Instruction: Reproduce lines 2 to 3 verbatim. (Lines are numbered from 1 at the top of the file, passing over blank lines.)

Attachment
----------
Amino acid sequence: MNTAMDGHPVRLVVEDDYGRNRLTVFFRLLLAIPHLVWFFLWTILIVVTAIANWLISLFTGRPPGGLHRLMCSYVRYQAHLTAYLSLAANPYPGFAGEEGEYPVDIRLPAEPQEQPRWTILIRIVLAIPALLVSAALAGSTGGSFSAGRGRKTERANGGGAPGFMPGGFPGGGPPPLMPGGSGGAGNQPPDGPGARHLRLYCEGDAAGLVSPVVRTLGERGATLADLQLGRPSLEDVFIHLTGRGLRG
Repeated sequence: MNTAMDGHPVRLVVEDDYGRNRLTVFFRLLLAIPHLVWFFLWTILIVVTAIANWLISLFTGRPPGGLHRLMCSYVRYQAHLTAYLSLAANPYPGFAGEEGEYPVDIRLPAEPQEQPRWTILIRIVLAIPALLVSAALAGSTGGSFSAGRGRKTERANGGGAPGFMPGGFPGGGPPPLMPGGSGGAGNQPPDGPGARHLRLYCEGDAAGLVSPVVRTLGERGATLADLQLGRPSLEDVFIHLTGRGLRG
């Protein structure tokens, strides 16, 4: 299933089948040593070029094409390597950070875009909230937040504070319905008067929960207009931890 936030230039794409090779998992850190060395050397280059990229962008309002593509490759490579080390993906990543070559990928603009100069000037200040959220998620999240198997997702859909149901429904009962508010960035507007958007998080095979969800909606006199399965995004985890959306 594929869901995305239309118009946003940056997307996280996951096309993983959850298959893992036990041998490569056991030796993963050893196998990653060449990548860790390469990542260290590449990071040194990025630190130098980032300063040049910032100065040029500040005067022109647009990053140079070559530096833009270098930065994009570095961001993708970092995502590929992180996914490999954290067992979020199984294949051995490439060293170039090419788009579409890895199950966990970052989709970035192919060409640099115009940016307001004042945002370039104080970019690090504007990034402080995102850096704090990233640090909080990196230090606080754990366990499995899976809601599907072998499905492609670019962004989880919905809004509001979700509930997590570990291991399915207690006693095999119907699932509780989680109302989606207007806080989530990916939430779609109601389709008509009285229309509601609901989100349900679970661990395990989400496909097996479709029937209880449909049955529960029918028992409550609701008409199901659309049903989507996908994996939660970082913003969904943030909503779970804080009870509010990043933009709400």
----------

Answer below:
Repeated sequence: MNTAMDGHPVRLVVEDDYGRNRLTVFFRLLLAIPHLVWFFLWTILIVVTAIANWLISLFTGRPPGGLHRLMCSYVRYQAHLTAYLSLAANPYPGFAGEEGEYPVDIRLPAEPQEQPRWTILIRIVLAIPALLVSAALAGSTGGSFSAGRGRKTERANGGGAPGFMPGGFPGGGPPPLMPGGSGGAGNQPPDGPGARHLRLYCEGDAAGLVSPVVRTLGERGATLADLQLGRPSLEDVFIHLTGRGLRG
């Protein structure tokens, strides 16, 4: 299933089948040593070029094409390597950070875009909230937040504070319905008067929960207009931890 936030230039794409090779998992850190060395050397280059990229962008309002593509490759490579080390993906990543070559990928603009100069000037200040959220998620999240198997997702859909149901429904009962508010960035507007958007998080095979969800909606006199399965995004985890959306 594929869901995305239309118009946003940056997307996280996951096309993983959850298959893992036990041998490569056991030796993963050893196998990653060449990548860790390469990542260290590449990071040194990025630190130098980032300063040049910032100065040029500040005067022109647009990053140079070559530096833009270098930065994009570095961001993708970092995502590929992180996914490999954290067992979020199984294949051995490439060293170039090419788009579409890895199950966990970052989709970035192919060409640099115009940016307001004042945002370039104080970019690090504007990034402080995102850096704090990233640090909080990196230090606080754990366990499995899976809601599907072998499905492609670019962004989880919905809004509001979700509930997590570990291991399915207690006693095999119907699932509780989680109302989606207007806080989530990916939430779609109601389709008509009285229309509601609901989100349900679970661990395990989400496909097996479709029937209880449909049955529960029918028992409550609701008409199901659309049903989507996908994996939660970082913003969904943030909503779970804080009870509010990043933009709400």